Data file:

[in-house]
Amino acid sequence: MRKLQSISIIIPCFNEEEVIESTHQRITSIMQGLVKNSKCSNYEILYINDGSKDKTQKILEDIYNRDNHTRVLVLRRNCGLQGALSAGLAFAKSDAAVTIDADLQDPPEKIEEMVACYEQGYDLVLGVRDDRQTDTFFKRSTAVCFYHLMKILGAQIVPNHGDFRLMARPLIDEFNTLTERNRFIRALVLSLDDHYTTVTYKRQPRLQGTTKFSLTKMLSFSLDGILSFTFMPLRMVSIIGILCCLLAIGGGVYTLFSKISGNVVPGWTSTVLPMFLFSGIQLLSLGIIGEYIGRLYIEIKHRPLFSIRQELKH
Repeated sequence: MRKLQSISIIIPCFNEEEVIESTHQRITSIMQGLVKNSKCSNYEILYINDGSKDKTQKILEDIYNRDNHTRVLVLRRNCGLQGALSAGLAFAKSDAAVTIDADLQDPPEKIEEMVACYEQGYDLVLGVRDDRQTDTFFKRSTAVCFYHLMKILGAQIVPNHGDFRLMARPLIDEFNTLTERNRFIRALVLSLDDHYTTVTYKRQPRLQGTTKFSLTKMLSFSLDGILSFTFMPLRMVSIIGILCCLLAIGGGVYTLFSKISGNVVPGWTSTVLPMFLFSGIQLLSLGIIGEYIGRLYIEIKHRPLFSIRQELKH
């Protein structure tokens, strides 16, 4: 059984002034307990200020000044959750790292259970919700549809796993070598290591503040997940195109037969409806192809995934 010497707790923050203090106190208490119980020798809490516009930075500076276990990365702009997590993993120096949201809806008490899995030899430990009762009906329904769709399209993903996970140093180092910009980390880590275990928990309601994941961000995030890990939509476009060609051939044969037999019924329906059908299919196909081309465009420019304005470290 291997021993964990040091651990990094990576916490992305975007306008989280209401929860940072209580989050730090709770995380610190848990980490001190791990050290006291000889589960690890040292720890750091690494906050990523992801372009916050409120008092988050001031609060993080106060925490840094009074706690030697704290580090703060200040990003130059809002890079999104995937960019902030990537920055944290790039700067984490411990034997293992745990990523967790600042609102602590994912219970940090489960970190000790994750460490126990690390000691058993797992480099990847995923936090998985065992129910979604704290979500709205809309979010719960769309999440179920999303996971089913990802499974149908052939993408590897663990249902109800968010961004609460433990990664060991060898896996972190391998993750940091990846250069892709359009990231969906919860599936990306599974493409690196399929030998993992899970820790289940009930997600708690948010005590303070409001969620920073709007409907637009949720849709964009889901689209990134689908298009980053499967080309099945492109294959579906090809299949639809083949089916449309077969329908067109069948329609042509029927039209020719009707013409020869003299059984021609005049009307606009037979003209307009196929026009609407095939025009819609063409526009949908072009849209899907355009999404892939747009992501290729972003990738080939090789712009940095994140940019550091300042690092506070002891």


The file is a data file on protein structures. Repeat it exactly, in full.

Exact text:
[in-house]
Amino acid sequence: MRKLQSISIIIPCFNEEEVIESTHQRITSIMQGLVKNSKCSNYEILYINDGSKDKTQKILEDIYNRDNHTRVLVLRRNCGLQGALSAGLAFAKSDAAVTIDADLQDPPEKIEEMVACYEQGYDLVLGVRDDRQTDTFFKRSTAVCFYHLMKILGAQIVPNHGDFRLMARPLIDEFNTLTERNRFIRALVLSLDDHYTTVTYKRQPRLQGTTKFSLTKMLSFSLDGILSFTFMPLRMVSIIGILCCLLAIGGGVYTLFSKISGNVVPGWTSTVLPMFLFSGIQLLSLGIIGEYIGRLYIEIKHRPLFSIRQELKH
Repeated sequence: MRKLQSISIIIPCFNEEEVIESTHQRITSIMQGLVKNSKCSNYEILYINDGSKDKTQKILEDIYNRDNHTRVLVLRRNCGLQGALSAGLAFAKSDAAVTIDADLQDPPEKIEEMVACYEQGYDLVLGVRDDRQTDTFFKRSTAVCFYHLMKILGAQIVPNHGDFRLMARPLIDEFNTLTERNRFIRALVLSLDDHYTTVTYKRQPRLQGTTKFSLTKMLSFSLDGILSFTFMPLRMVSIIGILCCLLAIGGGVYTLFSKISGNVVPGWTSTVLPMFLFSGIQLLSLGIIGEYIGRLYIEIKHRPLFSIRQELKH
């Protein structure tokens, strides 16, 4: 059984002034307990200020000044959750790292259970919700549809796993070598290591503040997940195109037969409806192809995934 010497707790923050203090106190208490119980020798809490516009930075500076276990990365702009997590993993120096949201809806008490899995030899430990009762009906329904769709399209993903996970140093180092910009980390880590275990928990309601994941961000995030890990939509476009060609051939044969037999019924329906059908299919196909081309465009420019304005470290 291997021993964990040091651990990094990576916490992305975007306008989280209401929860940072209580989050730090709770995380610190848990980490001190791990050290006291000889589960690890040292720890750091690494906050990523992801372009916050409120008092988050001031609060993080106060925490840094009074706690030697704290580090703060200040990003130059809002890079999104995937960019902030990537920055944290790039700067984490411990034997293992745990990523967790600042609102602590994912219970940090489960970190000790994750460490126990690390000691058993797992480099990847995923936090998985065992129910979604704290979500709205809309979010719960769309999440179920999303996971089913990802499974149908052939993408590897663990249902109800968010961004609460433990990664060991060898896996972190391998993750940091990846250069892709359009990231969906919860599936990306599974493409690196399929030998993992899970820790289940009930997600708690948010005590303070409001969620920073709007409907637009949720849709964009889901689209990134689908298009980053499967080309099945492109294959579906090809299949639809083949089916449309077969329908067109069948329609042509029927039209020719009707013409020869003299059984021609005049009307606009037979003209307009196929026009609407095939025009819609063409526009949908072009849209899907355009999404892939747009992501290729972003990738080939090789712009940095994140940019550091300042690092506070002891």